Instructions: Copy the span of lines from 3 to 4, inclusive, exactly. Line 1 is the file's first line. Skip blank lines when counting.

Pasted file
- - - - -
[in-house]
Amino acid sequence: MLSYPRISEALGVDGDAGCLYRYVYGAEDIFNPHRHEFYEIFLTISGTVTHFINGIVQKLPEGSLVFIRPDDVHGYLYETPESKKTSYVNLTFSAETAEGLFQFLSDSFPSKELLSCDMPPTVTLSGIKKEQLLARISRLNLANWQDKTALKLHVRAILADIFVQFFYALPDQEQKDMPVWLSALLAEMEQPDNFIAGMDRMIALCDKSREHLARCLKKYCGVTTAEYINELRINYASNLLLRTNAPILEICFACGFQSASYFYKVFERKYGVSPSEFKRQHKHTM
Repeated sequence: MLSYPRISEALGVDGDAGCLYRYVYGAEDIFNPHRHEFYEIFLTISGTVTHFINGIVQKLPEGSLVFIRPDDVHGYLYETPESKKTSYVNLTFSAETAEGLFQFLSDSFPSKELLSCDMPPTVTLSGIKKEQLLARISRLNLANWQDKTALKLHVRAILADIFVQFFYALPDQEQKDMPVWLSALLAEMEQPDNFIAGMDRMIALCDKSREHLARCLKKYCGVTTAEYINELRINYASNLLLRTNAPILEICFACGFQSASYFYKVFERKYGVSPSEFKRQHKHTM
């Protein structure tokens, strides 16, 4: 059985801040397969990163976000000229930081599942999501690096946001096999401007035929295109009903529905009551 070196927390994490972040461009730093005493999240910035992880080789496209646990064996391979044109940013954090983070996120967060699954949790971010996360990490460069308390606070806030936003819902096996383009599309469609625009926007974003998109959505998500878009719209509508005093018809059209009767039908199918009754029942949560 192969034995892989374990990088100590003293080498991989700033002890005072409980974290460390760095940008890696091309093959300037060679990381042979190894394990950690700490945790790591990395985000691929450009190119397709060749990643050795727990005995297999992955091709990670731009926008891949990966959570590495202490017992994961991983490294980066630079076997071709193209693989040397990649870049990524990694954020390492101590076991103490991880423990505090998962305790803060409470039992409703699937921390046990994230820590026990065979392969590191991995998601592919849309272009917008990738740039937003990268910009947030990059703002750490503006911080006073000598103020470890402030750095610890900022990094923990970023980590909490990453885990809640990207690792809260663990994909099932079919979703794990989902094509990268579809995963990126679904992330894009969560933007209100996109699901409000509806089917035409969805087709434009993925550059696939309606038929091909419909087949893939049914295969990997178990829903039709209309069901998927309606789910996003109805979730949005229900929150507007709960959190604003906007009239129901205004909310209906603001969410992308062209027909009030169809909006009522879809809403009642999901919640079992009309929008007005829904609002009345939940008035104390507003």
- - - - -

Repeated sequence: MLSYPRISEALGVDGDAGCLYRYVYGAEDIFNPHRHEFYEIFLTISGTVTHFINGIVQKLPEGSLVFIRPDDVHGYLYETPESKKTSYVNLTFSAETAEGLFQFLSDSFPSKELLSCDMPPTVTLSGIKKEQLLARISRLNLANWQDKTALKLHVRAILADIFVQFFYALPDQEQKDMPVWLSALLAEMEQPDNFIAGMDRMIALCDKSREHLARCLKKYCGVTTAEYINELRINYASNLLLRTNAPILEICFACGFQSASYFYKVFERKYGVSPSEFKRQHKHTM
């Protein structure tokens, strides 16, 4: 059985801040397969990163976000000229930081599942999501690096946001096999401007035929295109009903529905009551 070196927390994490972040461009730093005493999240910035992880080789496209646990064996391979044109940013954090983070996120967060699954949790971010996360990490460069308390606070806030936003819902096996383009599309469609625009926007974003998109959505998500878009719209509508005093018809059209009767039908199918009754029942949560 192969034995892989374990990088100590003293080498991989700033002890005072409980974290460390760095940008890696091309093959300037060679990381042979190894394990950690700490945790790591990395985000691929450009190119397709060749990643050795727990005995297999992955091709990670731009926008891949990966959570590495202490017992994961991983490294980066630079076997071709193209693989040397990649870049990524990694954020390492101590076991103490991880423990505090998962305790803060409470039992409703699937921390046990994230820590026990065979392969590191991995998601592919849309272009917008990738740039937003990268910009947030990059703002750490503006911080006073000598103020470890402030750095610890900022990094923990970023980590909490990453885990809640990207690792809260663990994909099932079919979703794990989902094509990268579809995963990126679904992330894009969560933007209100996109699901409000509806089917035409969805087709434009993925550059696939309606038929091909419909087949893939049914295969990997178990829903039709209309069901998927309606789910996003109805979730949005229900929150507007709960959190604003906007009239129901205004909310209906603001969410992308062209027909009030169809909006009522879809809403009642999901919640079992009309929008007005829904609002009345939940008035104390507003």